Copenhagen climate negotiations. We show however that the cold European
temperature anomaly of winter 2010 was (i) not extreme relative to
winters of the past six decades, and (ii) warmer than expected from its
record-breaking seasonal circulation indices such as NAO or blocking
frequency. Daily flow-analogues of winter 2010, taken in past winters,
were associated with much colder temperatures. The winter 2010 thus
provides a consistent picture of a regional cold event mitigated by
long-term climate warming.
  doi = {10.1029/2010GL044613},
  adsurl = {},
  adsnote = {Provided by the SAO/NASA Astrophysics Data System}
  author = {{Goubanova}, K. and {Li}, L. and {Yiou}, P. and {Codron}, F.
  title = {{Relation between Large-Scale Circulation and European Winter Temperature: Does It Hold under Warmer Climate?}},
  journal = {Journal of Climate},
  year = 2010,
  month = jul,
  volume = 23,
  pages = {3752-3760},
  doi = {10.1175/2010JCLI3166.1},
  adsurl = {},
  adsnote = {Provided by the SAO/NASA Astrophysics Data System}
  author = {{Wyant}, M.~C. and {Wood}, R. and {Bretherton}, C.~S. and {Mechoso}, C.~R. and 
	{Bacmeister}, J. and {Balmaseda}, M.~A. and {Barrett}, B. and 
	{Codron}, F. and {Earnshaw}, P. and {Fast}, J. and {Hannay}, C. and 
	{Kaiser}, J.~W. and {Kitagawa}, H. and {Klein}, S.~A. and {K{\"o}hler}, M. and 
	{Manganello}, J. and {Pan}, H.-L. and {Sun}, F. and {Wang}, S. and 
	{Wang}, Y.},
  title = {{The PreVOCA experiment: modeling the lower troposphere in the Southeast Pacific}},
  journal = {Atmospheric Chemistry \& Physics},
  year = 2010,
  month = may,
  volume = 10,
  pages = {4757-4774},
  abstract = {{The Preliminary VOCALS Model Assessment (PreVOCA) aims to assess
contemporary atmospheric modeling of the subtropical South East Pacific,
with a particular focus on the clouds and the marine boundary layer
(MBL). Models results from fourteen modeling centers were collected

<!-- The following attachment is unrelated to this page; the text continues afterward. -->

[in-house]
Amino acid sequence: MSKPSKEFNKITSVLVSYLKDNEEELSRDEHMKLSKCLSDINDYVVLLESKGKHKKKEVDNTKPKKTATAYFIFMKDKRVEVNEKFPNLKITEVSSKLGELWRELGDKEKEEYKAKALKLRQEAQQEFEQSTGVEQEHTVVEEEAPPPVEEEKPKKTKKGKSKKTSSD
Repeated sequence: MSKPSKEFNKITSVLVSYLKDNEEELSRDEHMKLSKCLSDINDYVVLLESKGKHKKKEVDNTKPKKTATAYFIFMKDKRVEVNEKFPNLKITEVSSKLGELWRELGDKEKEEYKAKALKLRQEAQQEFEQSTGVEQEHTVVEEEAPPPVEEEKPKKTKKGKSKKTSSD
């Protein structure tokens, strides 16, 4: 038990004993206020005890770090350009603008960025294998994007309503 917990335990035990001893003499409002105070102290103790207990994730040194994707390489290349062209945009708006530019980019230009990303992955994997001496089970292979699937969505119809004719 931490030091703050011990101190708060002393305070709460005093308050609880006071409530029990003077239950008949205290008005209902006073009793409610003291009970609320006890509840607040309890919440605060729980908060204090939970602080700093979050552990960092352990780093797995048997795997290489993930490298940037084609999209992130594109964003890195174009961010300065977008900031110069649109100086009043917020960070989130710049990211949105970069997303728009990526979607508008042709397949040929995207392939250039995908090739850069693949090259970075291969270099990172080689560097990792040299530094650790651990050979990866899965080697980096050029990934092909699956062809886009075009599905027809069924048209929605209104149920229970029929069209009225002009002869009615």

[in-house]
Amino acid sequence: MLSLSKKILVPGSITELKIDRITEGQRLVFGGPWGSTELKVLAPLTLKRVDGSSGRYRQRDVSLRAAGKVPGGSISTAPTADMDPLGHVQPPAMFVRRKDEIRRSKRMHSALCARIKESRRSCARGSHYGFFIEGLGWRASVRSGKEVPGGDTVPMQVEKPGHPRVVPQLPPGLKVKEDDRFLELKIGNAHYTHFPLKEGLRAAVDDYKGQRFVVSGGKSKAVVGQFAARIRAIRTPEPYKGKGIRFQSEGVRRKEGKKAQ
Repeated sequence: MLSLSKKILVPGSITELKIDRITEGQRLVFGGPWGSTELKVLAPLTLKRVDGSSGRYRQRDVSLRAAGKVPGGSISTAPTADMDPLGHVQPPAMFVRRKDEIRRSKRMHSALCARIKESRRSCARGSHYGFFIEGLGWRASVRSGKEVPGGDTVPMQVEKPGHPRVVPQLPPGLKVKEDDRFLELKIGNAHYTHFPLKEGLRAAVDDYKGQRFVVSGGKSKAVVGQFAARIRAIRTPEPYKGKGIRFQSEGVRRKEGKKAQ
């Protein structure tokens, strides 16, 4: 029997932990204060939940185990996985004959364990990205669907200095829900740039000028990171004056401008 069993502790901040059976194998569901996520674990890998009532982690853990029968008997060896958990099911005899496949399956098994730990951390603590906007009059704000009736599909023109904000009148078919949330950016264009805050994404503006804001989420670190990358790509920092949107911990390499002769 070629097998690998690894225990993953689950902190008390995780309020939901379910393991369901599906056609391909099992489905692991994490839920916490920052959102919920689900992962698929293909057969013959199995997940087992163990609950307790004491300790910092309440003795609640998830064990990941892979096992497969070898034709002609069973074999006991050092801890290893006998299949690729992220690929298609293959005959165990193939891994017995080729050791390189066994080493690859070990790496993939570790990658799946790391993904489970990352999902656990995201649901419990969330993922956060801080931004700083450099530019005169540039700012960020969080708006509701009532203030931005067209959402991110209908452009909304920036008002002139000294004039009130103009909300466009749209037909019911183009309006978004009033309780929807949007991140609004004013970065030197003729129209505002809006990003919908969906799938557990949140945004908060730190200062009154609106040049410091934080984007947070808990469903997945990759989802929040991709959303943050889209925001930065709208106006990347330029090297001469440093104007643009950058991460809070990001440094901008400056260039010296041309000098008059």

including operational forecast models, regional models, and global
climate models for the month of October 2006. Forecast models and global
climate models produced daily forecasts, while most regional models were
run continuously during the study period, initialized and forced at the
boundaries with global model analyses. Results are compared in the
region from 40{\deg} S to the equator and from 110{\deg} W to 70{\deg} W,
corresponding to the Pacific coast of South America. Mean-monthly model
surface winds agree well with QuikSCAT observed winds and models agree
fairly well on mean weak large-scale subsidence in the region next to
the coast. However they have greatly differing geographic patterns of
mean cloud fraction with only a few models agreeing well with MODIS
observations. Most models also underestimate the MBL depth by several
hundred meters in the eastern part of the study region. The diurnal
cycle of liquid water path is underestimated by most models at the
85{\deg} W 20{\deg} S stratus buoy site compared with satellite,
consistent with previous modeling studies. The low cloud fraction is
also underestimated during all parts of the diurnal cycle compared to
surface-based climatologies. Most models qualitatively capture the MBL
deepening around 15 October 2006 at the stratus buoy, associated with
colder air at 700 hPa.
  adsurl = {},
  adsnote = {Provided by the SAO/NASA Astrophysics Data System}